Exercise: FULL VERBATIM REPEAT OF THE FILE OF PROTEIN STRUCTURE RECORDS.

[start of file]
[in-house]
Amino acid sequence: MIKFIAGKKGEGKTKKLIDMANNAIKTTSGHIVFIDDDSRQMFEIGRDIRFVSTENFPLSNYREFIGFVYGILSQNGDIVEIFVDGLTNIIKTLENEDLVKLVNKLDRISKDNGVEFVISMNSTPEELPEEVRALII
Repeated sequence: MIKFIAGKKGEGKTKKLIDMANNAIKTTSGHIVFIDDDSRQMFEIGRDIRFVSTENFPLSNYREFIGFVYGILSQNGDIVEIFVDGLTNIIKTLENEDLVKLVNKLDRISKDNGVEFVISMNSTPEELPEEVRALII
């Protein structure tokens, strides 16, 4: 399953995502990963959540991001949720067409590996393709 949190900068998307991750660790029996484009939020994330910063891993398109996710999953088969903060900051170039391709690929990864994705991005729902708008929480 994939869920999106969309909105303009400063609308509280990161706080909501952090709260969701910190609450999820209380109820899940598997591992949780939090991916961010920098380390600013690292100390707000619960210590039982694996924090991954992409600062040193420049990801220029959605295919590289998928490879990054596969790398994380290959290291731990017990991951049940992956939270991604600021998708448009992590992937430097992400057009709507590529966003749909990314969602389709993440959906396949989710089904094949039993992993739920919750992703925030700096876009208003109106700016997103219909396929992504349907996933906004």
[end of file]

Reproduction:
[in-house]
Amino acid sequence: MIKFIAGKKGEGKTKKLIDMANNAIKTTSGHIVFIDDDSRQMFEIGRDIRFVSTENFPLSNYREFIGFVYGILSQNGDIVEIFVDGLTNIIKTLENEDLVKLVNKLDRISKDNGVEFVISMNSTPEELPEEVRALII
Repeated sequence: MIKFIAGKKGEGKTKKLIDMANNAIKTTSGHIVFIDDDSRQMFEIGRDIRFVSTENFPLSNYREFIGFVYGILSQNGDIVEIFVDGLTNIIKTLENEDLVKLVNKLDRISKDNGVEFVISMNSTPEELPEEVRALII
């Protein structure tokens, strides 16, 4: 399953995502990963959540991001949720067409590996393709 949190900068998307991750660790029996484009939020994330910063891993398109996710999953088969903060900051170039391709690929990864994705991005729902708008929480 994939869920999106969309909105303009400063609308509280990161706080909501952090709260969701910190609450999820209380109820899940598997591992949780939090991916961010920098380390600013690292100390707000619960210590039982694996924090991954992409600062040193420049990801220029959605295919590289998928490879990054596969790398994380290959290291731990017990991951049940992956939270991604600021998708448009992590992937430097992400057009709507590529966003749909990314969602389709993440959906396949989710089904094949039993992993739920919750992703925030700096876009208003109106700016997103219909396929992504349907996933906004």